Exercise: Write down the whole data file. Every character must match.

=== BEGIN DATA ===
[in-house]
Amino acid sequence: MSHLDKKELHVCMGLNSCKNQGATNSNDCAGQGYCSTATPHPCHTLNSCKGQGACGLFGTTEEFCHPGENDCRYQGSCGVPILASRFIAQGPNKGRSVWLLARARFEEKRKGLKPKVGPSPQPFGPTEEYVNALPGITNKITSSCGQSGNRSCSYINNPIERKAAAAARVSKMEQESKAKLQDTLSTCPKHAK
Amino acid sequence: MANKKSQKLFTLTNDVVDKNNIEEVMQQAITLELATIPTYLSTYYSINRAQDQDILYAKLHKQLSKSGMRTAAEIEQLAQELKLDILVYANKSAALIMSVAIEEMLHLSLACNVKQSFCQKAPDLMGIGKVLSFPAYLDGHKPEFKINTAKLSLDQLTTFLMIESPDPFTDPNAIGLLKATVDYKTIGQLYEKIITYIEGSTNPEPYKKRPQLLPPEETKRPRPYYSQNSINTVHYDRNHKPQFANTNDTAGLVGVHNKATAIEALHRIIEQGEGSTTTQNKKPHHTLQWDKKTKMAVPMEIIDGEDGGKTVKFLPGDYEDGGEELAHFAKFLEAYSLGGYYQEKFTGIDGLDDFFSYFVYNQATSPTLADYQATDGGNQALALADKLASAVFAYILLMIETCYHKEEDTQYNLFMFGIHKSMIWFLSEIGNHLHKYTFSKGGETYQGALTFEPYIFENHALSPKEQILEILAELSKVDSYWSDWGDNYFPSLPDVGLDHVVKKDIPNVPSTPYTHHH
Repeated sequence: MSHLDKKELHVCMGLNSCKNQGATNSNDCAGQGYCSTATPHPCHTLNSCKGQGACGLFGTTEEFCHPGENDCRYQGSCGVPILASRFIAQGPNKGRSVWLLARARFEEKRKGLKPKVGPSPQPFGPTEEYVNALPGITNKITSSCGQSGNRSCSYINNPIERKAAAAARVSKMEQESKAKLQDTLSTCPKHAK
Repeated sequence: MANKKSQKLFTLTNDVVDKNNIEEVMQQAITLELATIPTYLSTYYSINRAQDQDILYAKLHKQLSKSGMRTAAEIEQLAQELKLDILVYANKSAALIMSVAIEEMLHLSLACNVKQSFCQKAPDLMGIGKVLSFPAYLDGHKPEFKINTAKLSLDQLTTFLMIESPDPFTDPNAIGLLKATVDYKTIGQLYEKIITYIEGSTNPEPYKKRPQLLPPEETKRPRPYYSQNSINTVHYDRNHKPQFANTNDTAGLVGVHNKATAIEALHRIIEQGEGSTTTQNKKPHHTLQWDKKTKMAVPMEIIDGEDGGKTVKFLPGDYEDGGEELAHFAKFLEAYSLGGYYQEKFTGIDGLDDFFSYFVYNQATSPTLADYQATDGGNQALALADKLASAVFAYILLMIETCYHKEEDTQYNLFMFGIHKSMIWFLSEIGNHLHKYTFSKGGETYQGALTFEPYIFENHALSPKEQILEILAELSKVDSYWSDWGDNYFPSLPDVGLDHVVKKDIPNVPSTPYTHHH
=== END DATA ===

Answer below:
[in-house]
Amino acid sequence: MSHLDKKELHVCMGLNSCKNQGATNSNDCAGQGYCSTATPHPCHTLNSCKGQGACGLFGTTEEFCHPGENDCRYQGSCGVPILASRFIAQGPNKGRSVWLLARARFEEKRKGLKPKVGPSPQPFGPTEEYVNALPGITNKITSSCGQSGNRSCSYINNPIERKAAAAARVSKMEQESKAKLQDTLSTCPKHAK
Amino acid sequence: MANKKSQKLFTLTNDVVDKNNIEEVMQQAITLELATIPTYLSTYYSINRAQDQDILYAKLHKQLSKSGMRTAAEIEQLAQELKLDILVYANKSAALIMSVAIEEMLHLSLACNVKQSFCQKAPDLMGIGKVLSFPAYLDGHKPEFKINTAKLSLDQLTTFLMIESPDPFTDPNAIGLLKATVDYKTIGQLYEKIITYIEGSTNPEPYKKRPQLLPPEETKRPRPYYSQNSINTVHYDRNHKPQFANTNDTAGLVGVHNKATAIEALHRIIEQGEGSTTTQNKKPHHTLQWDKKTKMAVPMEIIDGEDGGKTVKFLPGDYEDGGEELAHFAKFLEAYSLGGYYQEKFTGIDGLDDFFSYFVYNQATSPTLADYQATDGGNQALALADKLASAVFAYILLMIETCYHKEEDTQYNLFMFGIHKSMIWFLSEIGNHLHKYTFSKGGETYQGALTFEPYIFENHALSPKEQILEILAELSKVDSYWSDWGDNYFPSLPDVGLDHVVKKDIPNVPSTPYTHHH
Repeated sequence: MSHLDKKELHVCMGLNSCKNQGATNSNDCAGQGYCSTATPHPCHTLNSCKGQGACGLFGTTEEFCHPGENDCRYQGSCGVPILASRFIAQGPNKGRSVWLLARARFEEKRKGLKPKVGPSPQPFGPTEEYVNALPGITNKITSSCGQSGNRSCSYINNPIERKAAAAARVSKMEQESKAKLQDTLSTCPKHAK
Repeated sequence: MANKKSQKLFTLTNDVVDKNNIEEVMQQAITLELATIPTYLSTYYSINRAQDQDILYAKLHKQLSKSGMRTAAEIEQLAQELKLDILVYANKSAALIMSVAIEEMLHLSLACNVKQSFCQKAPDLMGIGKVLSFPAYLDGHKPEFKINTAKLSLDQLTTFLMIESPDPFTDPNAIGLLKATVDYKTIGQLYEKIITYIEGSTNPEPYKKRPQLLPPEETKRPRPYYSQNSINTVHYDRNHKPQFANTNDTAGLVGVHNKATAIEALHRIIEQGEGSTTTQNKKPHHTLQWDKKTKMAVPMEIIDGEDGGKTVKFLPGDYEDGGEELAHFAKFLEAYSLGGYYQEKFTGIDGLDDFFSYFVYNQATSPTLADYQATDGGNQALALADKLASAVFAYILLMIETCYHKEEDTQYNLFMFGIHKSMIWFLSEIGNHLHKYTFSKGGETYQGALTFEPYIFENHALSPKEQILEILAELSKVDSYWSDWGDNYFPSLPDVGLDHVVKKDIPNVPSTPYTHHH